Talk about how education, particularly the ability to exercise school choice, impacted your childhood and your life?
I am a product of the transformative power of a quality education. I was raised by my grandmother, a public school teacher, in Newark’s South Ward and attended public schools for most of my early childhood. But I was able to enroll in a private prep school after receiving a once-in-a-lifetime scholarship from the Boys and Girls Club of Newark to attend Seton Hall Prep, and from there was lucky enough to go on to Duke University and eventually earn a law degree from Columbia University.
The fact is, I wouldn’t be where I am today if I hadn’t been given the option to choose a high-quality education. That single choice changed the course of my life and opened so many doors that were previously slammed shut.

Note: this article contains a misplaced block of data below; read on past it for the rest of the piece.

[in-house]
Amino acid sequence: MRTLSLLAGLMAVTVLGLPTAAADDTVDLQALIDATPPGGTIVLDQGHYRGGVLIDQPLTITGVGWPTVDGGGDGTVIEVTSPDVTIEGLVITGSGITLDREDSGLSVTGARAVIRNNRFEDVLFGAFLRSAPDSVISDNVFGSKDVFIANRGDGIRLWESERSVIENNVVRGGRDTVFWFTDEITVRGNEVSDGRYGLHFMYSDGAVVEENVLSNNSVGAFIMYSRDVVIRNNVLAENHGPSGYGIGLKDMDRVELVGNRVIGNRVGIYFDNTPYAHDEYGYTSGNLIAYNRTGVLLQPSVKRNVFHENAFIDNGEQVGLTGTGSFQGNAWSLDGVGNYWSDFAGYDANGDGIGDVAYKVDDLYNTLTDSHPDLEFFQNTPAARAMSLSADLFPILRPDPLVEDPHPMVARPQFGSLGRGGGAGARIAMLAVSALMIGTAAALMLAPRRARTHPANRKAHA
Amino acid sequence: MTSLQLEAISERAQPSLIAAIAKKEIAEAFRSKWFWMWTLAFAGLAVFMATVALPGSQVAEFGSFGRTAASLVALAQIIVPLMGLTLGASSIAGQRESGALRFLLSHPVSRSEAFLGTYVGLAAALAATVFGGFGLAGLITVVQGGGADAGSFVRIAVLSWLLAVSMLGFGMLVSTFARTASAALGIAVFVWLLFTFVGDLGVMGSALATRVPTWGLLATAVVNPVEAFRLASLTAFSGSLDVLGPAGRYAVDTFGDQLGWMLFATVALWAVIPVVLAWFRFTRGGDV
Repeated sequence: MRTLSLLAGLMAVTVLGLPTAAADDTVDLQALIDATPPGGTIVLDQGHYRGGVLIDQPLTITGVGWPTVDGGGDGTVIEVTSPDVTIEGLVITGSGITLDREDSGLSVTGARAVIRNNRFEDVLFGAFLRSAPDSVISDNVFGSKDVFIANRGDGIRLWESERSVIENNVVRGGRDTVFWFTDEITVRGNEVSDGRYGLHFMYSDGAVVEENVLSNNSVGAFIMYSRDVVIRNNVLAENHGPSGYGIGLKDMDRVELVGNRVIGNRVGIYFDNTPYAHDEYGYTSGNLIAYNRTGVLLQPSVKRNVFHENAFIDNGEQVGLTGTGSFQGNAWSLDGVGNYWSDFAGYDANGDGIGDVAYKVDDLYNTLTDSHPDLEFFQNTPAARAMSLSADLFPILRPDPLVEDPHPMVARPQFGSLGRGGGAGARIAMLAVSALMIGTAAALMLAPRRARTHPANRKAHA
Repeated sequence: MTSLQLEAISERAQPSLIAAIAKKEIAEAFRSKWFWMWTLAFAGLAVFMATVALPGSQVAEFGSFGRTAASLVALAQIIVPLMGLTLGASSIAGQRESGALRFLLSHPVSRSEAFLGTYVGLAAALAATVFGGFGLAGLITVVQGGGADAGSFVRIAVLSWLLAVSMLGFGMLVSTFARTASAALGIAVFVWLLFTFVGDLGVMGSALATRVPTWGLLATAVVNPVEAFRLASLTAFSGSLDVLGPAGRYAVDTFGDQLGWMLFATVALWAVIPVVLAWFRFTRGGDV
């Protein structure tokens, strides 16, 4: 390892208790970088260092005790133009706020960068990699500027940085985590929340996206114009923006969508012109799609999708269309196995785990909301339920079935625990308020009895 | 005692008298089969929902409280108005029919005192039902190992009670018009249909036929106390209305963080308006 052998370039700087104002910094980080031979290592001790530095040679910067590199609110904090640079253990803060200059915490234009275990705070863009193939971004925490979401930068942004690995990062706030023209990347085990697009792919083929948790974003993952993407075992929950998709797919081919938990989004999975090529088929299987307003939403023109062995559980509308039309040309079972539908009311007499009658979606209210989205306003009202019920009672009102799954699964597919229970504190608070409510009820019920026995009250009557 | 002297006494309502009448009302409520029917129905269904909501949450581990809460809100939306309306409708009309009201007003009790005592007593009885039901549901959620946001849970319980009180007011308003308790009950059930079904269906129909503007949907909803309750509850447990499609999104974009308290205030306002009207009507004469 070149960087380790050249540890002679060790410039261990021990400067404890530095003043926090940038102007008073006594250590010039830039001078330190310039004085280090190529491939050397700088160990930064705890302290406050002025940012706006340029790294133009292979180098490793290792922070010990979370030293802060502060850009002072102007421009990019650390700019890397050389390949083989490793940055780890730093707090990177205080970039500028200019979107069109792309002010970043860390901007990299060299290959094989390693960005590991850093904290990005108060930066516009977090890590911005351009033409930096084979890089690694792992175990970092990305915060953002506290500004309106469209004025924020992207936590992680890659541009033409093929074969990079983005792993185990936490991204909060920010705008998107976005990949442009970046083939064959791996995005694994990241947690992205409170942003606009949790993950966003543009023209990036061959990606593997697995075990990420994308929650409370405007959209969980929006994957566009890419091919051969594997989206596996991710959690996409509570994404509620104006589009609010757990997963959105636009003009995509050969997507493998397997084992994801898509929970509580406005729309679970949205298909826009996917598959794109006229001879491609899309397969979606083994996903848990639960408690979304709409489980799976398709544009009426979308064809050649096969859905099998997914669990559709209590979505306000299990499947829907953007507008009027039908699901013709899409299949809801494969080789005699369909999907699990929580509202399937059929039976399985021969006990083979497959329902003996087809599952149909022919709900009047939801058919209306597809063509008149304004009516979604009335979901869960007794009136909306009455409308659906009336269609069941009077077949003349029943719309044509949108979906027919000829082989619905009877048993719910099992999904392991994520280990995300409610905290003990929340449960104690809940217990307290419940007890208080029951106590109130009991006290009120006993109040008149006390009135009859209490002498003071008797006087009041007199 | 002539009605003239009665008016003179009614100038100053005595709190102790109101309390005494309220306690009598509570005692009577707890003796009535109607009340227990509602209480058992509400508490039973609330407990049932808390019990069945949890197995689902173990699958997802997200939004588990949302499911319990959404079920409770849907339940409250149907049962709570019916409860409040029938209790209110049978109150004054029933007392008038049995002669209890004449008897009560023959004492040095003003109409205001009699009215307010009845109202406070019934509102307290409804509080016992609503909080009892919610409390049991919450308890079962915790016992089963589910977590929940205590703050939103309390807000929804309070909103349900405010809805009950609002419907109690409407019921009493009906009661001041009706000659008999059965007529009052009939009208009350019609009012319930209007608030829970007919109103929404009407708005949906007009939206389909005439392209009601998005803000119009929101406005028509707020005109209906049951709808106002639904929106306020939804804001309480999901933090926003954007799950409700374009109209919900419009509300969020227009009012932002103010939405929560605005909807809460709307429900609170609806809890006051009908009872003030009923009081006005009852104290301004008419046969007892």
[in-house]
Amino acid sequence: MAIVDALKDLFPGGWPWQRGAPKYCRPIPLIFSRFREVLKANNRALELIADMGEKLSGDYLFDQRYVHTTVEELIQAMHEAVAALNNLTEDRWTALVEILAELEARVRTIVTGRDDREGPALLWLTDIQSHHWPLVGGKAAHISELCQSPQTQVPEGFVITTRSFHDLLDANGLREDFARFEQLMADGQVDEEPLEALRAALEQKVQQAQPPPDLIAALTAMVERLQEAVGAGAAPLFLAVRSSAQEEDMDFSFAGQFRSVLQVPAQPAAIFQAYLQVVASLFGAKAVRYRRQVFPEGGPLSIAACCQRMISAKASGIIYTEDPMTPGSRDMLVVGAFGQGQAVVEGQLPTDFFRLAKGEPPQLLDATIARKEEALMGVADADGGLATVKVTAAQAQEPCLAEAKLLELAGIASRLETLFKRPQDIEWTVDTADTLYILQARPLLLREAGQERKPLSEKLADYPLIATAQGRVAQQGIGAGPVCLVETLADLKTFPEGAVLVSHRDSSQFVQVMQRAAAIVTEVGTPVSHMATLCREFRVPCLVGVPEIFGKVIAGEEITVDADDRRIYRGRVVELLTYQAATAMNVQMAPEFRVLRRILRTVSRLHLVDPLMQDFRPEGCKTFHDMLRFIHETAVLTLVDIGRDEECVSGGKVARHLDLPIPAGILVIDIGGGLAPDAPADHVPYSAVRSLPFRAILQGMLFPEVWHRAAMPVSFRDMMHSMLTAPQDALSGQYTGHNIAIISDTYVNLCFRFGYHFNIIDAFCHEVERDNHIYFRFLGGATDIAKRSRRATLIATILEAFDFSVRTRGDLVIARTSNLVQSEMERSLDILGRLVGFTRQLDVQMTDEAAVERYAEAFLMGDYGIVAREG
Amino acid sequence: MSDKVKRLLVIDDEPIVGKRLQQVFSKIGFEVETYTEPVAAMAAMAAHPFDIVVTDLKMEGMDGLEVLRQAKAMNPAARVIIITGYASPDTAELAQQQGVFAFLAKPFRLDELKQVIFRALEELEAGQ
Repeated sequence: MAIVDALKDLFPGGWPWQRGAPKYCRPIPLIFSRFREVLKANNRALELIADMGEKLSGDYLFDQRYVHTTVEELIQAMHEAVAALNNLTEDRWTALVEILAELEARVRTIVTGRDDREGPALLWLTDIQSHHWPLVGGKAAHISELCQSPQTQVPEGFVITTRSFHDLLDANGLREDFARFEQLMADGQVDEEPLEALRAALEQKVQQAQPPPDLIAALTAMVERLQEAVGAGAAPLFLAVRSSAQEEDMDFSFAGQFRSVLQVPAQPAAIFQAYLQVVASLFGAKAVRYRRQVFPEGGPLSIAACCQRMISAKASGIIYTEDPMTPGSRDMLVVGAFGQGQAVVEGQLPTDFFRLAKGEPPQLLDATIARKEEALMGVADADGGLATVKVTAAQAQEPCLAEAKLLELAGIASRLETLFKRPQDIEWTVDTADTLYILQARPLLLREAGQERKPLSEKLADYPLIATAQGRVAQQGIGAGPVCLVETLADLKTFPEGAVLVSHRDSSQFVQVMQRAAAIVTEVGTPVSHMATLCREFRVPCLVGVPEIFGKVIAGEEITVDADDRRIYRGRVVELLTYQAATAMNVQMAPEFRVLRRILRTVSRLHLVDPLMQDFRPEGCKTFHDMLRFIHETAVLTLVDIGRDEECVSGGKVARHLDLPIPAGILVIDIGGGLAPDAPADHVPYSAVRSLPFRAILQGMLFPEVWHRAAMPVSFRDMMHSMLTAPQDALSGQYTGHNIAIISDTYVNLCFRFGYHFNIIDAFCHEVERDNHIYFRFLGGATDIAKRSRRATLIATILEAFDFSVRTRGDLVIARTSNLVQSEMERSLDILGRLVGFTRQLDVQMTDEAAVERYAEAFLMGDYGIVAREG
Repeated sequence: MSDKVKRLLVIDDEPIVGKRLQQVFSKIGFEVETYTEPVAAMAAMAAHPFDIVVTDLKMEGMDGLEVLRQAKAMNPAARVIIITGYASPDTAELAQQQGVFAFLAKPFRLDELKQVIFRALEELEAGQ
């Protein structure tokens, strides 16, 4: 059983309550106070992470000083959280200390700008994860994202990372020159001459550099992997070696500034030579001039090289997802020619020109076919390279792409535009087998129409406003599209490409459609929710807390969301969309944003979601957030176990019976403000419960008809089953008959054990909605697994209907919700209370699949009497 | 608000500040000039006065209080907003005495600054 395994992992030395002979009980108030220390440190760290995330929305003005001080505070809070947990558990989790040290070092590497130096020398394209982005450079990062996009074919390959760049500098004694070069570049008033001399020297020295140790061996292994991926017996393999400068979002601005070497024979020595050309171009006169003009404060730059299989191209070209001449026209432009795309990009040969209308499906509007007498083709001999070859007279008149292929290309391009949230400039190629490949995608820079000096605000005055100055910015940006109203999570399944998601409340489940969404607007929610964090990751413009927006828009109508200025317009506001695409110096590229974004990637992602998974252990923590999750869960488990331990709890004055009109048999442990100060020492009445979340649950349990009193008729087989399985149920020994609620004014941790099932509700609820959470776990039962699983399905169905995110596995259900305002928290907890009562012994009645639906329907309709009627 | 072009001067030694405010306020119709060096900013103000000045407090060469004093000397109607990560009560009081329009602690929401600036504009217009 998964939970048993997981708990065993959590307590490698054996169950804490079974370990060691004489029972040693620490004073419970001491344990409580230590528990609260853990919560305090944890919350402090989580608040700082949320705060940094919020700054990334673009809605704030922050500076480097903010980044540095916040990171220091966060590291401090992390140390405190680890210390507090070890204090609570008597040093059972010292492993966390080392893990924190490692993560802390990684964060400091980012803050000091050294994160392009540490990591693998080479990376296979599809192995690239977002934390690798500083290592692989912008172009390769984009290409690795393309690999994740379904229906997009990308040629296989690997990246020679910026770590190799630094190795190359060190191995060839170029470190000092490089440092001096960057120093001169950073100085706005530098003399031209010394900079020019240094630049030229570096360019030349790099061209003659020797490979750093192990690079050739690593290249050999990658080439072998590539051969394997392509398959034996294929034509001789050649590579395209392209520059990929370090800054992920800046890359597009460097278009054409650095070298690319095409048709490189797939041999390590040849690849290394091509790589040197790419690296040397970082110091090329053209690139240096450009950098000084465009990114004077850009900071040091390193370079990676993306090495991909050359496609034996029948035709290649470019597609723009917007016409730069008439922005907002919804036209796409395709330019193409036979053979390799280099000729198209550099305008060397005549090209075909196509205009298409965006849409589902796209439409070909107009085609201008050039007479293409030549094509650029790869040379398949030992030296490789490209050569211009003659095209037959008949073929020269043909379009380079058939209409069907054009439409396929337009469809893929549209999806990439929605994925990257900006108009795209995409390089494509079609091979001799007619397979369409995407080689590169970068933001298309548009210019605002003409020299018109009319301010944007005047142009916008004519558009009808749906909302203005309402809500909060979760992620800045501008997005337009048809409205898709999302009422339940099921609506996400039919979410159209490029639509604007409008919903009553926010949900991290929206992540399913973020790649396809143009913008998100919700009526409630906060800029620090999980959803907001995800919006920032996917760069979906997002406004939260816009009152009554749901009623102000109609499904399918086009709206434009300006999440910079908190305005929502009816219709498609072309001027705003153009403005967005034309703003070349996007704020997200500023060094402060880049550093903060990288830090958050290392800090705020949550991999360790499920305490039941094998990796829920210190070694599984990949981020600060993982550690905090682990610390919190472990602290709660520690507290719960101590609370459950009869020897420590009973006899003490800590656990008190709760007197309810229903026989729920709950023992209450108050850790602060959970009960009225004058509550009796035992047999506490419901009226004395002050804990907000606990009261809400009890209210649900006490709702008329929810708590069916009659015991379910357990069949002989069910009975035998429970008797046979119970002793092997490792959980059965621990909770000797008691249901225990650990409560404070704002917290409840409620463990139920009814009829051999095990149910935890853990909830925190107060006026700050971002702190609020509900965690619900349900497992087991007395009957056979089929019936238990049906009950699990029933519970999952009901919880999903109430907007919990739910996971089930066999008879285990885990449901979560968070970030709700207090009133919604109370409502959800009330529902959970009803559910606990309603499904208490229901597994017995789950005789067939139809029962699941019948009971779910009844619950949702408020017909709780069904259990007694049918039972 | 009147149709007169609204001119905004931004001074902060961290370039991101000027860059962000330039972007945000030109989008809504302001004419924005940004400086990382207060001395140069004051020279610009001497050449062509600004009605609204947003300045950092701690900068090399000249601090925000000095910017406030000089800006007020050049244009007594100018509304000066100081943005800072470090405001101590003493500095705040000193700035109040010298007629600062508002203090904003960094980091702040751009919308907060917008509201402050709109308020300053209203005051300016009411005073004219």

But I was lucky—and I am no different than any of the other kids from my block who weren’t afforded the same opportunity that I was. That’s what motivates me to keep advocating for our children, particularly those whose educational futures have been shortchanged because of what neighborhood they happen to live in or what zip code they happen to be from. At the end of the day, more options mean more opportunity, and every child deserves that.From Education Post's "Coffee Break."